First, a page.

When I read about the recent allegations that surfaced in the news about Weinstein, about Kevin Spacey, about big Hollywood executives, high-brow actors, members of parliament, and the numerous assaults that they have carried out across the years, I felt emotionally overwhelmed and fragile. I felt, and continue to feel, affected. Because I am affected, I have been affected, yet I’ve been left to my own devices to heal myself. And I am reminded that although time is a great healer, it has not and will not heal the injustice that still hangs over my heart. I am still not over the injustice of what happened and I have to resort to outlets such as this to express my frustration and pain.
I am so grateful to and so proud of every victim who has sacrificed themselves publicly in aid of others coming forward and in the attempt to normalise victim visibility. But at the same time I am deeply saddened that the divulgence of this information had to come from them. I know just how hard it is to share your experience and, on top of the pain of what happened, be faced with a sheer lack of support, with people insisting you are lying, with others dictating whether your voice is even valid. It is wonderful that Weinstein has been removed from his position of power so publicly, and these women’s voices have been finally heard and taken seriously. But so many people still value their opinions over the experiences of the marginalised. And although Weinstein has been publicly shamed and a lot of people acknowledge his disgusting actions as truth, there are still people who choose not to, and there are those who will see him seeking sex-addiction treatment as a fitting form of retribution. Weinstein doesn’t need sex-addiction therapy, he needs to be taught that women are not here for his pleasure and he is not entitled to them when and how he wants. Society needs to be taught that women are not here for anyone’s pleasure, and no one is entitled to us when and how they want. No one should hold the power to touch us without our consent. And no one should reserve the right to disregard a victim’s truth.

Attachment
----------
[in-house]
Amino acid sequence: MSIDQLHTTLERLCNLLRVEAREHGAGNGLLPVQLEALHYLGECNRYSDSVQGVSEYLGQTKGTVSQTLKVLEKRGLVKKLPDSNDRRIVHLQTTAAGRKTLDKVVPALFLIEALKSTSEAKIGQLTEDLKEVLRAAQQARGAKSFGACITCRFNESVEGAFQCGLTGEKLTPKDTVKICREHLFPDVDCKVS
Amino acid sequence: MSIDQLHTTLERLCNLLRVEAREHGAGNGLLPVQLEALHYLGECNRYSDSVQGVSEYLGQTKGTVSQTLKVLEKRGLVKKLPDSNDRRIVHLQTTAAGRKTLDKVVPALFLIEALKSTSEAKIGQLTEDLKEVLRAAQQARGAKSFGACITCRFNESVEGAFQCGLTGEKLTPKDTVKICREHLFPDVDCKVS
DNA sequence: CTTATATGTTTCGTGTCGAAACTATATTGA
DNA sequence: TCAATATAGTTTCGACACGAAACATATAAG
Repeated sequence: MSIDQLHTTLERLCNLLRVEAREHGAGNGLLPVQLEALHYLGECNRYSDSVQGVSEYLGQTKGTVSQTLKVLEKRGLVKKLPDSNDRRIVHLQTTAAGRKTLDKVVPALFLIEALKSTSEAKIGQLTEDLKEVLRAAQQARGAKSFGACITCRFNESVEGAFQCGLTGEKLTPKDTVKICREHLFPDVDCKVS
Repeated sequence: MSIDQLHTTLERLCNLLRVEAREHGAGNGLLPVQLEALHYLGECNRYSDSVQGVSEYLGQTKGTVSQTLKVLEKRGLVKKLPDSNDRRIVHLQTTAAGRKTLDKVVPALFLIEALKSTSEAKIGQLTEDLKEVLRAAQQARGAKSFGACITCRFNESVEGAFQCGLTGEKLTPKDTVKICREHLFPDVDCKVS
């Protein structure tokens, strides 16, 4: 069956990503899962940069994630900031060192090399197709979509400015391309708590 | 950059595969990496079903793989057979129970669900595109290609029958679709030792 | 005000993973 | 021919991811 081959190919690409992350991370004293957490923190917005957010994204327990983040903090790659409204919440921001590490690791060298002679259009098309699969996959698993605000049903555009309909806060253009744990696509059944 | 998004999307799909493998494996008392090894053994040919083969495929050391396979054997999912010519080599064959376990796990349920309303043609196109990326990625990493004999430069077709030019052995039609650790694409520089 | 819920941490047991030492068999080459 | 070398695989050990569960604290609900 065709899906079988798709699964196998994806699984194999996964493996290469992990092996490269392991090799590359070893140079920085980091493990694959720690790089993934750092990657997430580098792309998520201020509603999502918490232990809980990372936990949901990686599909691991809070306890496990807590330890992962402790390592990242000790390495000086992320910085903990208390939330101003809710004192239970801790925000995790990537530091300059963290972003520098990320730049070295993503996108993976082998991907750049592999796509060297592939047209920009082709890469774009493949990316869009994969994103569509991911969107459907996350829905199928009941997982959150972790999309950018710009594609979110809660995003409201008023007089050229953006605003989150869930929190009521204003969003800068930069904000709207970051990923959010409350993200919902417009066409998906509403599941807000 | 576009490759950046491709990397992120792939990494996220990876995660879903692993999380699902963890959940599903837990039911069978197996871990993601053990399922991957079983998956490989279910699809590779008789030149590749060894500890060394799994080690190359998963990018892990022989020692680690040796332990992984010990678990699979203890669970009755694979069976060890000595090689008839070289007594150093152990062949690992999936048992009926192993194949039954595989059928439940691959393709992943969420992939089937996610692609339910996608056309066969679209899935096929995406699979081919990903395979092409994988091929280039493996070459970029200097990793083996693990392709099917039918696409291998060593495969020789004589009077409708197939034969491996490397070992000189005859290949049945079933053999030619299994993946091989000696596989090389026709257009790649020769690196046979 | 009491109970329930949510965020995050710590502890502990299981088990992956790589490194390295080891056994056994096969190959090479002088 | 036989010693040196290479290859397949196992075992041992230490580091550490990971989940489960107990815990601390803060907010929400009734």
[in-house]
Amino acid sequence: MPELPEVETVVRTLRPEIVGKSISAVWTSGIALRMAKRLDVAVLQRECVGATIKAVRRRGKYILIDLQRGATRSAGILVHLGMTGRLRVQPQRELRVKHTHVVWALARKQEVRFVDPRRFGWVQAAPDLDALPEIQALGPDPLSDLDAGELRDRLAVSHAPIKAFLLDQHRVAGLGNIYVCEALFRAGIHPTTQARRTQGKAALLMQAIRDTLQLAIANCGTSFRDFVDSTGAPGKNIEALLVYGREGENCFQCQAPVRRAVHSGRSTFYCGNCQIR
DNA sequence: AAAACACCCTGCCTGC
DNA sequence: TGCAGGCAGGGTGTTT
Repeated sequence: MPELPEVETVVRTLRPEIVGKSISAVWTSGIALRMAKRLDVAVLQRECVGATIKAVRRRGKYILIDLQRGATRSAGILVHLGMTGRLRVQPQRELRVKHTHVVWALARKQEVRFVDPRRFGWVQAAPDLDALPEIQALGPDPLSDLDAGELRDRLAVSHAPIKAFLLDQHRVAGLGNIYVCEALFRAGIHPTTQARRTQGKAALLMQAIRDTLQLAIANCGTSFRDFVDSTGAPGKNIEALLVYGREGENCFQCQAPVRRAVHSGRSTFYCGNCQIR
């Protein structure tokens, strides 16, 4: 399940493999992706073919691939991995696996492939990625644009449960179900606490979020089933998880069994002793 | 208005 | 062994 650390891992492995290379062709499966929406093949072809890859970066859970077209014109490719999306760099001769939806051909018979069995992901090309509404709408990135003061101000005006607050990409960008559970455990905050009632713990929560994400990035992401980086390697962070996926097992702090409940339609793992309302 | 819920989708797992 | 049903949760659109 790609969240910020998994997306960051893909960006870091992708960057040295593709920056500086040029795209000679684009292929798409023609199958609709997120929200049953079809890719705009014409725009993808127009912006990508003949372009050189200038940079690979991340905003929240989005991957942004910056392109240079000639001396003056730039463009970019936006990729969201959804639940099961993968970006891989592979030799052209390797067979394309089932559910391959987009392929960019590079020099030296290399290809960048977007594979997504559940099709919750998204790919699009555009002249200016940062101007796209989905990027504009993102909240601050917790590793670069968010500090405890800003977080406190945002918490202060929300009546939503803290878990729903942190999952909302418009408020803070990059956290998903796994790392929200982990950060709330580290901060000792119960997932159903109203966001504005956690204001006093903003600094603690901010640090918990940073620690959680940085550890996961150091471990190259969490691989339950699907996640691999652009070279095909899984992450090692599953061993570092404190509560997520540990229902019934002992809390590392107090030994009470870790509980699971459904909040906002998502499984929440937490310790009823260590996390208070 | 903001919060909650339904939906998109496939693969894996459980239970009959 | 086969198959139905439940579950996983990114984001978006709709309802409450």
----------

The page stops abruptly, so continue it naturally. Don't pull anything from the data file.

It is clear that we need a re-structuring of the failed support system currently in place for responding to sexual assault. Yes, lots of people have come forward over recent allegations. But what do we do with this? What aftercare do they receive? There is potential for this to be a powerful time to make a change that so very needs to happen. A change that results in a society where it is not left to the victim to discipline their perpetrator when there is no other option than feeling responsible for letting the behaviour continue if being silent. A society where the perpetrator fully understands the consequences of their actions and actively engages in reformation. A society where victims are encouraged to speak out and have confidence in knowing that their truth will be perceived as just that.
Because if I tell you the truth, if I tell you that you assaulted me, you don’t get to decide that you didn’t.
A big thank you to Florian Moon for their contribution and support for writing this piece.
Rape Crisis 0808 802 9999
Women’s Aid 0808 2000 247
National Domestic Violence Helpline 08457 023 047